The University of Southampton
University of Southampton Institutional Repository

Black and minority ethnic businesses need support to weather the pandemic

Black and minority ethnic businesses need support to weather the pandemic
Black and minority ethnic businesses need support to weather the pandemic
The coronavirus pandemic has highlighted underlying inequalities that ethnic minorities face in the UK. In England, both death rates and hospital admission rates are more than twice as high for Black people or people from a south Asian background than they are for white people.

The poorer outcomes from COVID-19 among the Black and Asian populations are a result of the underlying social and economic risk factors that ethnic minorities face, such as living in overcrowded accommodation, being employed in riskier lower-skilled jobs, having worse access to healthcare, not to mention structural racism.

But among these well-documented racial inequalities, there is another hidden story: the specific plight of Black, Asian and minority ethnic (BAME) business owners who have also been disproportionately affected by the pandemic.
Olarewaju, Tolulope
cc2c5d65-4937-4b1b-921f-dad1bf3a0aac
Tamvada, Jagannadha Pawan
767d0374-3cc1-4822-adb6-f22b7a1f6531
Olarewaju, Tolulope
cc2c5d65-4937-4b1b-921f-dad1bf3a0aac
Tamvada, Jagannadha Pawan
767d0374-3cc1-4822-adb6-f22b7a1f6531

Olarewaju, Tolulope and Tamvada, Jagannadha Pawan (2020) Black and minority ethnic businesses need support to weather the pandemic. The Conversation.

Record type: Article

Abstract

The coronavirus pandemic has highlighted underlying inequalities that ethnic minorities face in the UK. In England, both death rates and hospital admission rates are more than twice as high for Black people or people from a south Asian background than they are for white people.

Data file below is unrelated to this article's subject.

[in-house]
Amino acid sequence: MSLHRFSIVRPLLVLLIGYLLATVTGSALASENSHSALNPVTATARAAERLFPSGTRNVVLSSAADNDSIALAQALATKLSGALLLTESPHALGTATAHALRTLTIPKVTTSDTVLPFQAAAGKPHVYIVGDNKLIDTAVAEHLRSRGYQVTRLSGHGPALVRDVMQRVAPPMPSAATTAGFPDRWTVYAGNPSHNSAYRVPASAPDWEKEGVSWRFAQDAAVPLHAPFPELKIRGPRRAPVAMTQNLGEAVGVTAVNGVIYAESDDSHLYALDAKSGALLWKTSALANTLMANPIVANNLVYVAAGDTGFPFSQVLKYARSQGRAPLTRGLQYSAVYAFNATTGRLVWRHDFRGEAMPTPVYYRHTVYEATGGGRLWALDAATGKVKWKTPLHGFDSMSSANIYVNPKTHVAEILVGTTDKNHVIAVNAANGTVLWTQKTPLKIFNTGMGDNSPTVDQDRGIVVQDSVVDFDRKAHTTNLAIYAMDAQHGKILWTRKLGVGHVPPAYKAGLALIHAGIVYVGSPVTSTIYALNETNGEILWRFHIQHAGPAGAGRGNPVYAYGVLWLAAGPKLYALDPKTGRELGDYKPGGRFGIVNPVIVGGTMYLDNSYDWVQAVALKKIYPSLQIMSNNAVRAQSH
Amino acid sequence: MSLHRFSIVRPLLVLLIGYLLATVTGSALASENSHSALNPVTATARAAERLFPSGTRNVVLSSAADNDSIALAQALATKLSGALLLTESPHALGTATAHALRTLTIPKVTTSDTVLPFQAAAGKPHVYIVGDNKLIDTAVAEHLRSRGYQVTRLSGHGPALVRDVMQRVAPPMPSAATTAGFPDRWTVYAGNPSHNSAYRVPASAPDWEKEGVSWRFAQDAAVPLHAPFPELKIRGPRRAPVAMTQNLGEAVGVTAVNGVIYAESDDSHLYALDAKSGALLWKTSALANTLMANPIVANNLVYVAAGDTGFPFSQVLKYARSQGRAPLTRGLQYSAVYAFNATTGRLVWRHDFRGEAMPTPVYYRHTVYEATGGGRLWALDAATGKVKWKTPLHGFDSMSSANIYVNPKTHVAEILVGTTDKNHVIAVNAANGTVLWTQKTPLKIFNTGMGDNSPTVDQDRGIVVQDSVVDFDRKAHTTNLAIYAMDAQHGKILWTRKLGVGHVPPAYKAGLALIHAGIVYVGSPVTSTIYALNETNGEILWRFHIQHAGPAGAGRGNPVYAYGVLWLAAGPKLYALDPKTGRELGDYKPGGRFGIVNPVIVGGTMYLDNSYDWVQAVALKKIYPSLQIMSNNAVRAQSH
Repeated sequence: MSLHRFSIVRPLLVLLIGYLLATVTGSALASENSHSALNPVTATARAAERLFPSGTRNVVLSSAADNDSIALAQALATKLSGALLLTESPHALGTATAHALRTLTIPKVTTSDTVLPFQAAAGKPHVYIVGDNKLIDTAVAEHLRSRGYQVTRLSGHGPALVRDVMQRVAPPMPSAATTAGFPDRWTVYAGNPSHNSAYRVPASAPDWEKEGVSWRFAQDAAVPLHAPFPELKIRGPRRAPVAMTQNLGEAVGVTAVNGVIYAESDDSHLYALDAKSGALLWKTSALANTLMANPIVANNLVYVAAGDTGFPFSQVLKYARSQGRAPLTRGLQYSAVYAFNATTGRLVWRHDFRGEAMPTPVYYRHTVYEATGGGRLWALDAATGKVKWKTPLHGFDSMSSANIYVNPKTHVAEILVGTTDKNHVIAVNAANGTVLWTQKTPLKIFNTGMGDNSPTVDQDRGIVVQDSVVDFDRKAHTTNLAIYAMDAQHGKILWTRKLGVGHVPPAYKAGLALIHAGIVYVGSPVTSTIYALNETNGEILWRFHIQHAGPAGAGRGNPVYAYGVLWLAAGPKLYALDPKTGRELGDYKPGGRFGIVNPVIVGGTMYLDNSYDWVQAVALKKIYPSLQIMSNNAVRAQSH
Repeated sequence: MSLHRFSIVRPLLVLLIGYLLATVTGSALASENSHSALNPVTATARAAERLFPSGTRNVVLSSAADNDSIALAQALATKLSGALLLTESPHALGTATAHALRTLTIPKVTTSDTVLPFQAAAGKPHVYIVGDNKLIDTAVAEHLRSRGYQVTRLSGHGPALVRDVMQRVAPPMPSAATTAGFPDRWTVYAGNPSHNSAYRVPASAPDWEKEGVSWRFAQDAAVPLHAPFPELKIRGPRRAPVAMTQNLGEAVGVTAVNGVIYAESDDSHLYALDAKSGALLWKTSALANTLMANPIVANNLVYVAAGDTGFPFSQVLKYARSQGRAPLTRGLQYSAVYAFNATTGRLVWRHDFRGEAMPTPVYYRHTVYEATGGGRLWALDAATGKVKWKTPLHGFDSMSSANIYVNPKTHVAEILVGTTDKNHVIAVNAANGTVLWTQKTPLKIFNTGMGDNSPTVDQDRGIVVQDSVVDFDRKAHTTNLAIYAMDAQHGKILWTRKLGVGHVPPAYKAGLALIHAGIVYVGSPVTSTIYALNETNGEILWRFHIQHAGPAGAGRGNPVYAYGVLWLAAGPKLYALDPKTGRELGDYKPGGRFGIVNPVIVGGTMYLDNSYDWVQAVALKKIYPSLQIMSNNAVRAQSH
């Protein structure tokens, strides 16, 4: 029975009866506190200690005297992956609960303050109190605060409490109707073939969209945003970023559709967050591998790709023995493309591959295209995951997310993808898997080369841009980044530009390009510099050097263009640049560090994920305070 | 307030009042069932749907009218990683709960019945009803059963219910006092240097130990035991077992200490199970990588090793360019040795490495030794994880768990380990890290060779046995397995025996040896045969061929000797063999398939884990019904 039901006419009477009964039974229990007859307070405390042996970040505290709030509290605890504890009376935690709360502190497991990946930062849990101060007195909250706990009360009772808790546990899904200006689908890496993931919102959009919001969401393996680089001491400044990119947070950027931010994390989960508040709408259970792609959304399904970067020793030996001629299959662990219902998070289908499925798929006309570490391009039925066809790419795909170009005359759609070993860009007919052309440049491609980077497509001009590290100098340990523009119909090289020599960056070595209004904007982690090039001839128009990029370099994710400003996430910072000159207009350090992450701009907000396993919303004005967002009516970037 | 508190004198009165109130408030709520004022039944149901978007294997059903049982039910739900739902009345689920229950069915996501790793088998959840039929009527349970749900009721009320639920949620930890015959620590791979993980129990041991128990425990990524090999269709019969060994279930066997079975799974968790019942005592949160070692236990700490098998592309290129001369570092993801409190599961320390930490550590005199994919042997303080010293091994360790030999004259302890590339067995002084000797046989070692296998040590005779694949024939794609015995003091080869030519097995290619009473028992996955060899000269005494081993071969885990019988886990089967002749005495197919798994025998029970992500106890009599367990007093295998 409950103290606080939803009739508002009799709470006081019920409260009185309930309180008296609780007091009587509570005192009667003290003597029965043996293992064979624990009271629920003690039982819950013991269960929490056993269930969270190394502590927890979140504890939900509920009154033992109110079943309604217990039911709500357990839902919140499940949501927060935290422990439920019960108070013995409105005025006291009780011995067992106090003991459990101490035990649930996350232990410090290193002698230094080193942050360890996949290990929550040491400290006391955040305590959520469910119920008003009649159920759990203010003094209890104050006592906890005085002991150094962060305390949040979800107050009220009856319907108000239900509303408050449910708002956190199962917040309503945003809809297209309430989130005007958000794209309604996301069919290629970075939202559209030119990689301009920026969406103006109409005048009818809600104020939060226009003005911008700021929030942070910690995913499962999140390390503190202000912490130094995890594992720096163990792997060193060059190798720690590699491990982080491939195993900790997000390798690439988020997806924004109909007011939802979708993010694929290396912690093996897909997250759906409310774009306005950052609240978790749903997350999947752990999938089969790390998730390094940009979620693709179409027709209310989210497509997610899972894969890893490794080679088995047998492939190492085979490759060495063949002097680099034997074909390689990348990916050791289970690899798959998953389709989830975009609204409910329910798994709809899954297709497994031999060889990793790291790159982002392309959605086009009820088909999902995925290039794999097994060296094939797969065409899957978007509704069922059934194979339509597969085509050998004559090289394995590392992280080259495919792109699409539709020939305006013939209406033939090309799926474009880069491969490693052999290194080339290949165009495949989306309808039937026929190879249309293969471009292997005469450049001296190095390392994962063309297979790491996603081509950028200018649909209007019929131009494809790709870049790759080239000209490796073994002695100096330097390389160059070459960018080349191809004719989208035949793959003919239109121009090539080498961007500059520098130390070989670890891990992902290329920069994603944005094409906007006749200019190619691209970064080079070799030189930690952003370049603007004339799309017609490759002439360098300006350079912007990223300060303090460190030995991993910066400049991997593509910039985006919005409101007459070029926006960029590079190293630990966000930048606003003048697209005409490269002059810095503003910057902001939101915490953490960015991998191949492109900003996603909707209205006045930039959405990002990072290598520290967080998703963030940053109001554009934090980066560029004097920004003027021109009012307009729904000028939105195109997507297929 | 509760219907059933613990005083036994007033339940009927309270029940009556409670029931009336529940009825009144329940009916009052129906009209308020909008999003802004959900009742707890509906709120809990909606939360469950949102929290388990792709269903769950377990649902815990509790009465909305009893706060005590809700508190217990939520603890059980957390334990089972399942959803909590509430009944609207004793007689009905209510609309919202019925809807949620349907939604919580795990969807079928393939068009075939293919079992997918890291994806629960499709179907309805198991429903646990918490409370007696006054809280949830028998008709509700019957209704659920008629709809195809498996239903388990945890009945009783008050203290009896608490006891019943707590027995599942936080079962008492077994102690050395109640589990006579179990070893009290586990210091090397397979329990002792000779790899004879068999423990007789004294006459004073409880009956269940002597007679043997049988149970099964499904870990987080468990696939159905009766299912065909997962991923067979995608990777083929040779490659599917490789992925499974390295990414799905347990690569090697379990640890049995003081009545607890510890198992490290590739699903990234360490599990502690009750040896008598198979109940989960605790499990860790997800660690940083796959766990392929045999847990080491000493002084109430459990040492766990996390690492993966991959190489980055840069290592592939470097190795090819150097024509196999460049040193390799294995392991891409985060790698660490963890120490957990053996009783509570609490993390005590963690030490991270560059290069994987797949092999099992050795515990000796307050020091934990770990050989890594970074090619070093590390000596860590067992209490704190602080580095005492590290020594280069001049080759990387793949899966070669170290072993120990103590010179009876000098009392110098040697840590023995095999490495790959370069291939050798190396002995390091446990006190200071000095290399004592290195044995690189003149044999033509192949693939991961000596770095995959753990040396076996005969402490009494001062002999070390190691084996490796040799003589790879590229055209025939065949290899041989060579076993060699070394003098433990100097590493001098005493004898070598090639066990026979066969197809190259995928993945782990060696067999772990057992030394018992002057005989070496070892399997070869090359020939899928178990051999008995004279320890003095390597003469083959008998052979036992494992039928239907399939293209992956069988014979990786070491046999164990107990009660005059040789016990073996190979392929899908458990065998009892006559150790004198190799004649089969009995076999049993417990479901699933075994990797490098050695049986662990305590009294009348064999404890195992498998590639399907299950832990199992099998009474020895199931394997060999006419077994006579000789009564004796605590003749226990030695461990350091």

The poorer outcomes from COVID-19 among the Black and Asian populations are a result of the underlying social and economic risk factors that ethnic minorities face, such as living in overcrowded accommodation, being employed in riskier lower-skilled jobs, having worse access to healthcare, not to mention structural racism.

But among these well-documented racial inequalities, there is another hidden story: the specific plight of Black, Asian and minority ethnic (BAME) business owners who have also been disproportionately affected by the pandemic.

This record has no associated files available for download.

More information

Published date: 30 October 2020

Identifiers

Local EPrints ID: 444799
URI: http://eprints.soton.ac.uk/id/eprint/444799
PURE UUID: 155abe0b-72f6-48e3-a1cd-d8dbc7570835
ORCID for Jagannadha Pawan Tamvada: ORCID iD orcid.org/0000-0002-1225-3174

Catalogue record

Date deposited: 05 Nov 2020 17:31
Last modified: 28 Apr 2023 12:45

Export record

Contributors

Author: Tolulope Olarewaju

Download statistics

Downloads from ePrints over the past year. Other digital versions may also be available to download e.g. from the publisher's website.

View more statistics

Atom RSS 1.0 RSS 2.0

Contact ePrints Soton: eprints@soton.ac.uk

ePrints Soton supports OAI 2.0 with a base URL of http://eprints.soton.ac.uk/cgi/oai2

This repository has been built using EPrints software, developed at the University of Southampton, but available to everyone to use.

We use cookies to ensure that we give you the best experience on our website. If you continue without changing your settings, we will assume that you are happy to receive cookies on the University of Southampton website.

×